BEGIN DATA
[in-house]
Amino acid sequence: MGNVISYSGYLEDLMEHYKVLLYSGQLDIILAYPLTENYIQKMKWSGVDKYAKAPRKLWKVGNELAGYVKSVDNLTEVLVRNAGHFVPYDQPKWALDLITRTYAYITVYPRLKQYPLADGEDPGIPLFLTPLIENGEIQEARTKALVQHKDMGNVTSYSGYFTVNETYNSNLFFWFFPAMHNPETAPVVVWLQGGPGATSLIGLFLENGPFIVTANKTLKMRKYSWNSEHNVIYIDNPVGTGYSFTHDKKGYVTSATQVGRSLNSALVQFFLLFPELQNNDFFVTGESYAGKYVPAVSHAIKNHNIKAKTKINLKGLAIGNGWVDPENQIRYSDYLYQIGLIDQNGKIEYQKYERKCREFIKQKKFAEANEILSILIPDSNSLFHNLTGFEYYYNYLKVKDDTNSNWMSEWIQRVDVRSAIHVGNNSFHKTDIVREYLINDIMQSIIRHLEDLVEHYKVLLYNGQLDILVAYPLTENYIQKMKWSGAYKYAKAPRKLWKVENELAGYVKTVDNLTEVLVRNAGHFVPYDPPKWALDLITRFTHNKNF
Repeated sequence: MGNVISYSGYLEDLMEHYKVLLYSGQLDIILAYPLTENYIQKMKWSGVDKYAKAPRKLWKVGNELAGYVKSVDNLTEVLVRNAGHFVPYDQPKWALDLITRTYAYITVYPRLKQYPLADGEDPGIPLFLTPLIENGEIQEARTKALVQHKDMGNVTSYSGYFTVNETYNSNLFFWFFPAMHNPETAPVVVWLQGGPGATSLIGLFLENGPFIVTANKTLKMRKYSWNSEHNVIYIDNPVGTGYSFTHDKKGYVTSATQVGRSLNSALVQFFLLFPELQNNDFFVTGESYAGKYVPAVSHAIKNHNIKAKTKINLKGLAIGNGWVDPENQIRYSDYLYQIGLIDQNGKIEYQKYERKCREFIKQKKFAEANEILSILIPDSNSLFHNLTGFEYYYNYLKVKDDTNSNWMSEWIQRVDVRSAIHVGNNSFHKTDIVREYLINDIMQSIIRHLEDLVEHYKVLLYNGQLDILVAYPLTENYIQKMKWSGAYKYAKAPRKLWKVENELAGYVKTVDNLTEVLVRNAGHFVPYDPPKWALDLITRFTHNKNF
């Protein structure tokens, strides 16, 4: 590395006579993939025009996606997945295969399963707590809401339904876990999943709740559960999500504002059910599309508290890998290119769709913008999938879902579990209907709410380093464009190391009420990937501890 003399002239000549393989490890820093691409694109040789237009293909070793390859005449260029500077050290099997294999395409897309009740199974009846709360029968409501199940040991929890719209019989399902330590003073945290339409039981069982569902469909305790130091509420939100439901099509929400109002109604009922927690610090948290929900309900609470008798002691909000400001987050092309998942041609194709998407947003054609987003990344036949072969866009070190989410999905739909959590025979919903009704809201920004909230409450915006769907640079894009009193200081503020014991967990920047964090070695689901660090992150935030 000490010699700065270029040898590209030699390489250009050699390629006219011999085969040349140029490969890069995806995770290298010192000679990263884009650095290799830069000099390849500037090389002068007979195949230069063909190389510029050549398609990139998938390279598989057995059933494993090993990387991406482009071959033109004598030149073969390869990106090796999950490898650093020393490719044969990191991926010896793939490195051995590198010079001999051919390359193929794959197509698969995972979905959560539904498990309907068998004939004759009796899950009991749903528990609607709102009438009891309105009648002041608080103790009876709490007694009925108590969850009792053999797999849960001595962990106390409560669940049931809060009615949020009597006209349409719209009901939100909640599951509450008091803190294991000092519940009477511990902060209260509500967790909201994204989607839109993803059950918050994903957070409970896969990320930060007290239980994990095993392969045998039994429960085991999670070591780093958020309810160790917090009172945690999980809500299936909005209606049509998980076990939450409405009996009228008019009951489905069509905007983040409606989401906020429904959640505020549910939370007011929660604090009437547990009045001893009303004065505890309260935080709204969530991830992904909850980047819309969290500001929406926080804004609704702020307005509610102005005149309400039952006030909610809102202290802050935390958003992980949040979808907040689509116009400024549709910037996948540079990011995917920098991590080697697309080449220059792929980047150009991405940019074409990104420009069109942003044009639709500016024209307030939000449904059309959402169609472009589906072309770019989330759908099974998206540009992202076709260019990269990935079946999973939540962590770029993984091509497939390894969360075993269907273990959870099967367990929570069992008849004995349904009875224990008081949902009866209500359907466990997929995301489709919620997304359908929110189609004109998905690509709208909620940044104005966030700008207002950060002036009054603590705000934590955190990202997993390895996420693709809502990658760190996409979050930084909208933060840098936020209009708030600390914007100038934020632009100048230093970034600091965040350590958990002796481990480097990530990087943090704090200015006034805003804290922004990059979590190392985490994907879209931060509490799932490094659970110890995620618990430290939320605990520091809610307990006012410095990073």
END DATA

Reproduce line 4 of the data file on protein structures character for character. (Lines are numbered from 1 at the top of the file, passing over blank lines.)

């Protein structure tokens, strides 16, 4: 590395006579993939025009996606997945295969399963707590809401339904876990999943709740559960999500504002059910599309508290890998290119769709913008999938879902579990209907709410380093464009190391009420990937501890 003399002239000549393989490890820093691409694109040789237009293909070793390859005449260029500077050290099997294999395409897309009740199974009846709360029968409501199940040991929890719209019989399902330590003073945290339409039981069982569902469909305790130091509420939100439901099509929400109002109604009922927690610090948290929900309900609470008798002691909000400001987050092309998942041609194709998407947003054609987003990344036949072969866009070190989410999905739909959590025979919903009704809201920004909230409450915006769907640079894009009193200081503020014991967990920047964090070695689901660090992150935030 000490010699700065270029040898590209030699390489250009050699390629006219011999085969040349140029490969890069995806995770290298010192000679990263884009650095290799830069000099390849500037090389002068007979195949230069063909190389510029050549398609990139998938390279598989057995059933494993090993990387991406482009071959033109004598030149073969390869990106090796999950490898650093020393490719044969990191991926010896793939490195051995590198010079001999051919390359193929794959197509698969995972979905959560539904498990309907068998004939004759009796899950009991749903528990609607709102009438009891309105009648002041608080103790009876709490007694009925108590969850009792053999797999849960001595962990106390409560669940049931809060009615949020009597006209349409719209009901939100909640599951509450008091803190294991000092519940009477511990902060209260509500967790909201994204989607839109993803059950918050994903957070409970896969990320930060007290239980994990095993392969045998039994429960085991999670070591780093958020309810160790917090009172945690999980809500299936909005209606049509998980076990939450409405009996009228008019009951489905069509905007983040409606989401906020429904959640505020549910939370007011929660604090009437547990009045001893009303004065505890309260935080709204969530991830992904909850980047819309969290500001929406926080804004609704702020307005509610102005005149309400039952006030909610809102202290802050935390958003992980949040979808907040689509116009400024549709910037996948540079990011995917920098991590080697697309080449220059792929980047150009991405940019074409990104420009069109942003044009639709500016024209307030939000449904059309959402169609472009589906072309770019989330759908099974998206540009992202076709260019990269990935079946999973939540962590770029993984091509497939390894969360075993269907273990959870099967367990929570069992008849004995349904009875224990008081949902009866209500359907466990997929995301489709919620997304359908929110189609004109998905690509709208909620940044104005966030700008207002950060002036009054603590705000934590955190990202997993390895996420693709809502990658760190996409979050930084909208933060840098936020209009708030600390914007100038934020632009100048230093970034600091965040350590958990002796481990480097990530990087943090704090200015006034805003804290922004990059979590190392985490994907879209931060509490799932490094659970110890995620618990430290939320605990520091809610307990006012410095990073």